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Atomic bomb movie Oppenheimer crowned best picture at the Oscars

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ACTING WINNERS: (L-R) Robert Downey, Jr., Da’Vine Joy Randoph, Emma Stone, and Cillian Murphy hold their acting trophies at the photo room at the 96th Academy Awards. — REUTERS/Carlos Barra

LOS ANGELES — Oppenheimer, the blockbuster biopic about the race to build the first atomic bomb, claimed seven Academy Awards including the prestigious best picture trophy on Sunday as Hollywood celebrated a triumphant year in film.

Irish actor Cillian Murphy won best actor for playing theoretical physicist J. Robert Oppenheimer, leader of the US effort in the 1940s to create a weapon that ended World War II. Oppenheimer director Christopher Nolan took home the directing Oscar.

“We made a film about the man who created the atomic bomb, and for better or worse we are living in Oppenheimer’s world,” Mr. Murphy said as he held his trophy on stage. “So, I would really like to dedicate this to the peacemakers everywhere.”

A three-hour historical drama about science and politics, Oppenheimer became an unlikely box office hit and grossed $953.8 million, in addition to widespread critical praise.

It was the first of Mr. Nolan’s films to win best picture. The director has previously won acclaim for The Dark Knight Batman trilogy, Inception, Memento and other movies.

As he accepted his gold statuette, Mr. Nolan noted that the movie business was a century old and still evolving. “To know you think I’m a meaningful part of this means the world to me,” he said.

EMMA STONE WINS BEST ACTRESS

Emma Stone was named best actress for playing a woman revived from the dead in the dark and wacky comedy Poor Things. It was the second Academy Award for Stone, who landed the best actress honor for 2016 musical La La Land.

“This is really overwhelming,” she said on stage.

The best actress race had been considered one of the tightest competitions with Lily Gladstone nominated for Killers of the Flower Moon. Had she prevailed, Gladstone would have been the first Native American to win an acting Oscar.

In supporting actor categories, Robert Downey, Jr. of Oppenheimer and The Holdovers star Da’Vine Joy Randolph claimed their first Academy Awards.

Mr. Downey, who was nominated for an Oscar in 1993 before his career was derailed by drug use, won his honor on Sunday for playing Oppenheimer’s professional nemesis, Lewis Strauss. “I’d like to thank my terrible childhood and the Academy, in that order,” Mr. Downey joked before he saluted his wife Susan, who he said found him as a “snarly rescue pet” and “loved him back to life.”

Ms. Randolph received the best supporting actress trophy for playing a grieving mother and cafeteria worker in the comedy set in a New England boarding school. “For so long, I always wanted to be different, and now I realize I just need to be myself,” she said. “I thank you for seeing me.”

Winners were chosen by the roughly 10,500 members of the Academy of Motion Picture Arts & Sciences.

ONE OSCAR FOR BARBIE

After 2023 was marred by labor strikes by actors and writers, the Oscars gave Hollywood a chance to celebrate two blockbusters, Oppenheimer and Barbie, which brought in a combined $2.4 billion at theaters and made movies the center of pop culture last summer.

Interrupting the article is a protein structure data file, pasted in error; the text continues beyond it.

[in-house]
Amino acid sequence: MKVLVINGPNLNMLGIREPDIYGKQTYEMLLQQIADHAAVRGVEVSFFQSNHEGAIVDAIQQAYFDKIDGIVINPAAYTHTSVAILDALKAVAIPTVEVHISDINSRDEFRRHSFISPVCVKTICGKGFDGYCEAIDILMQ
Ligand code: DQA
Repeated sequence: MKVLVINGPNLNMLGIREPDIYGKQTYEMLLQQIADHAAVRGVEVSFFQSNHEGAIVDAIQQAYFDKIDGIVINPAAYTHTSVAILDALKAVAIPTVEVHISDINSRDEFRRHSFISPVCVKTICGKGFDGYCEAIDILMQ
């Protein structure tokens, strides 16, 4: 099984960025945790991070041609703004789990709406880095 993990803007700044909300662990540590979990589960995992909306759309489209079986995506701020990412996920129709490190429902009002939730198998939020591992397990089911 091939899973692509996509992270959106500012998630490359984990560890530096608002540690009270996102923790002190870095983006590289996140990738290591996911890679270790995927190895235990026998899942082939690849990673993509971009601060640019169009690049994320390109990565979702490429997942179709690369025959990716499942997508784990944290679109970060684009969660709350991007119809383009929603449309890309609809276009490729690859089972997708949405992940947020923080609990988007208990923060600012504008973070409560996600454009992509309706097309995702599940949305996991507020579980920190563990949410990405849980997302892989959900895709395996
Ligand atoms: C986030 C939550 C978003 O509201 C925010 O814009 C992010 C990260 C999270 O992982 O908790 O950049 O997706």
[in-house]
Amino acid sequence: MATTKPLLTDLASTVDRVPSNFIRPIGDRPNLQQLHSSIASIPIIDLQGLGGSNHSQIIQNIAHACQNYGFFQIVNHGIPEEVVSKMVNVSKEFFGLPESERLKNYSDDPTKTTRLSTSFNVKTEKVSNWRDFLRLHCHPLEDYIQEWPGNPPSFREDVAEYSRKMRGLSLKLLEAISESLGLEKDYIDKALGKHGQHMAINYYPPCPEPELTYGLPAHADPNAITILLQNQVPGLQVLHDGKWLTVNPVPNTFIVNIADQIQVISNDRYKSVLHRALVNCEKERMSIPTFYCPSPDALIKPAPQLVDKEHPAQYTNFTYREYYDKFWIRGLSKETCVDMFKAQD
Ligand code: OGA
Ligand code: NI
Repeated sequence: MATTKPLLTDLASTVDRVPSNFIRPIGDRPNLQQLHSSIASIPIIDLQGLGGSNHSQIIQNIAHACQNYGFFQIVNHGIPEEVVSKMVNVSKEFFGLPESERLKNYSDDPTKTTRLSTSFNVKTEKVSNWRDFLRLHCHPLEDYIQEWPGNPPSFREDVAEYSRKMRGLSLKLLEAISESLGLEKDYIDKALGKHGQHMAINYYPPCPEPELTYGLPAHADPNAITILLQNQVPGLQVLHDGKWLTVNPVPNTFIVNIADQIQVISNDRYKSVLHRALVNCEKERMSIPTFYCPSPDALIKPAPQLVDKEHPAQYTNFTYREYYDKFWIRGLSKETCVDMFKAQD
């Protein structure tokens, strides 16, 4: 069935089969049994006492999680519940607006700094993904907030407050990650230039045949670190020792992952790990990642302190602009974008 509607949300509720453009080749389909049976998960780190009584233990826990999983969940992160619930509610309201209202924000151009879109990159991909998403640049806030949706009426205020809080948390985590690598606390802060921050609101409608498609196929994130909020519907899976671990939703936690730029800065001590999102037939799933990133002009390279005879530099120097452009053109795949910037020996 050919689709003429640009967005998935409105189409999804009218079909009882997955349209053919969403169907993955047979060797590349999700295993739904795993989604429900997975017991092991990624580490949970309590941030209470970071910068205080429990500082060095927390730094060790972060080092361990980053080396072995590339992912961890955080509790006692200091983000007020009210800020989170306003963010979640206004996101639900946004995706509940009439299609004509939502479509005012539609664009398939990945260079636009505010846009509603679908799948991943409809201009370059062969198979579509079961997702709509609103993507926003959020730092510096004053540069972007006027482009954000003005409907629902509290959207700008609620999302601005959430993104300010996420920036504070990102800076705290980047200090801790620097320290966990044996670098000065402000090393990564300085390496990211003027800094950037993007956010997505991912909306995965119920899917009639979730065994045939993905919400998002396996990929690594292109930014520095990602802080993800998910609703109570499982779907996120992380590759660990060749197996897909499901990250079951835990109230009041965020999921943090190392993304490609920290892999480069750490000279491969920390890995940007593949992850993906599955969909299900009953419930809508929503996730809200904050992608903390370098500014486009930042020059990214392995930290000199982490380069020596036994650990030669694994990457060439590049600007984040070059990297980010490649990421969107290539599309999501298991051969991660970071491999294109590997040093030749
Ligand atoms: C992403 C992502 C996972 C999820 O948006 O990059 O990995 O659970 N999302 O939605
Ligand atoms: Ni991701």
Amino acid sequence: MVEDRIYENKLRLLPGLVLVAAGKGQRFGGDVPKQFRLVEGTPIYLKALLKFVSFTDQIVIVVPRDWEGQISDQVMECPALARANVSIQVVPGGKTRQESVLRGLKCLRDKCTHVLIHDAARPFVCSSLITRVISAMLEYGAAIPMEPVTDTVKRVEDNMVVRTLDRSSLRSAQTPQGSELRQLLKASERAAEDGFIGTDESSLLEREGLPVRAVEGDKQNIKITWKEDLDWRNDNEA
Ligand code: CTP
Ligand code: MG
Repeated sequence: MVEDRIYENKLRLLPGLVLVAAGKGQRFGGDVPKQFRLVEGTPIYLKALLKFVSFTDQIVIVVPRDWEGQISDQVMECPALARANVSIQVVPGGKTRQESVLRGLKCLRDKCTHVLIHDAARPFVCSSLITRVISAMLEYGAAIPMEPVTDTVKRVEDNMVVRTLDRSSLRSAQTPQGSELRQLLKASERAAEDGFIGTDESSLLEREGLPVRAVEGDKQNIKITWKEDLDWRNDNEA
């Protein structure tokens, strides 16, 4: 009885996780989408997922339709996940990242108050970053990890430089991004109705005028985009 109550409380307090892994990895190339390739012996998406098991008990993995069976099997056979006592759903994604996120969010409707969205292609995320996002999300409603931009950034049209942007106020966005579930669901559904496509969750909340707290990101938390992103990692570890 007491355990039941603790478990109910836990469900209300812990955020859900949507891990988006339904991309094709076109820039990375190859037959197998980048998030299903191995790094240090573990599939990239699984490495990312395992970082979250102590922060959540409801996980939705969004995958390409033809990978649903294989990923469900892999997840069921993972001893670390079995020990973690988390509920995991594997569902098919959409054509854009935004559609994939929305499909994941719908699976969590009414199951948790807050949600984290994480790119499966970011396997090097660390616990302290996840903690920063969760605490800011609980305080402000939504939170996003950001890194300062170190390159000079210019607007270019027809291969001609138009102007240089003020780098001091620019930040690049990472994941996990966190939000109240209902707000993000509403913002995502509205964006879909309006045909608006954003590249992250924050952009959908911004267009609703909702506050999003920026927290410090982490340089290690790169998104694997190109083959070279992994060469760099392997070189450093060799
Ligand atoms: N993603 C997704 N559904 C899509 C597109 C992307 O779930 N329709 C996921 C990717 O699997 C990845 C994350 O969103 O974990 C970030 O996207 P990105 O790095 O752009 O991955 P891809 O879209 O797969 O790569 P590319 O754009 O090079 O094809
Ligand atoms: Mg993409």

Barbie ended the night with one Oscar.

Billie Eilish and Finneas O’Connell landed best original song for the ballad “What Was I Made For?” The pair had performed the song on stage earlier with Ms. Eilish singing at a microphone next to Mr. O’Connell, her brother and co-writer, on piano.

Ryan Gosling, who played Ken in the blockbuster Barbie movie, delivered an energetic performance of the film’s campy musical number “I’m Just Ken” dressed in a hot pink suit and flanked by an ensemble of male dancers.

He was joined by Guns n’ Roses guitarist Slash and walked into the audience to sing with his Barbie castmate Margot Robbie and director Greta Gerwig. The song, written by Mark Ronson, was nominated for an Oscar for best original song, while Mr. Gosling received a best supporting actor nod for his role as Barbie’s lovestruck sidekick.

Best actress Oscar winner Emma Stone, later in the show, joked during her acceptance speech that the back of her pale green gown had ripped during the performance.

Amid the upbeat moments, international conflicts were on the minds of attendees, winners and protesters outside the theater.

ISRAEL-GAZA CONFLICT PLAYS A ROLE

When Holocaust drama The Zone of Interest was named best international feature, director Jonathan Glazer addressed the Israel-Gaza conflict in his acceptance speech.

“Right now, we stand here as men who refute their Jewishness and the Holocaust being hijacked by an occupation which has led to conflict for so many innocent people. Whether the victims of October the 7th in Israel or the ongoing attack on Gaza. All the victims of this dehumanization. How do we resist?” he said to cheers and applause.

A handful of celebrities, including Ms. Eilish, Mahershala Ali, and Mark Ruffalo, wore red pins calling for a ceasefire in Gaza.

Outside, hundreds of pro-Palestinian protesters angered by the Israel-Gaza conflict shouted and slowed traffic in the streets surrounding the Dolby Theatre. “While you’re watching, bombs are dropping,” one sign read.

“The Oscars are happening down the road while people are being murdered, killed, bombed,” said 38-year-old business owner Zinab Nassrou.

A NAKED JOHN CENA presents the Oscar for Best Costume Design during the 96th Academy Awards.

JOHN CENA RE-ENACTS A LEGENDARY OSCARS MOMENT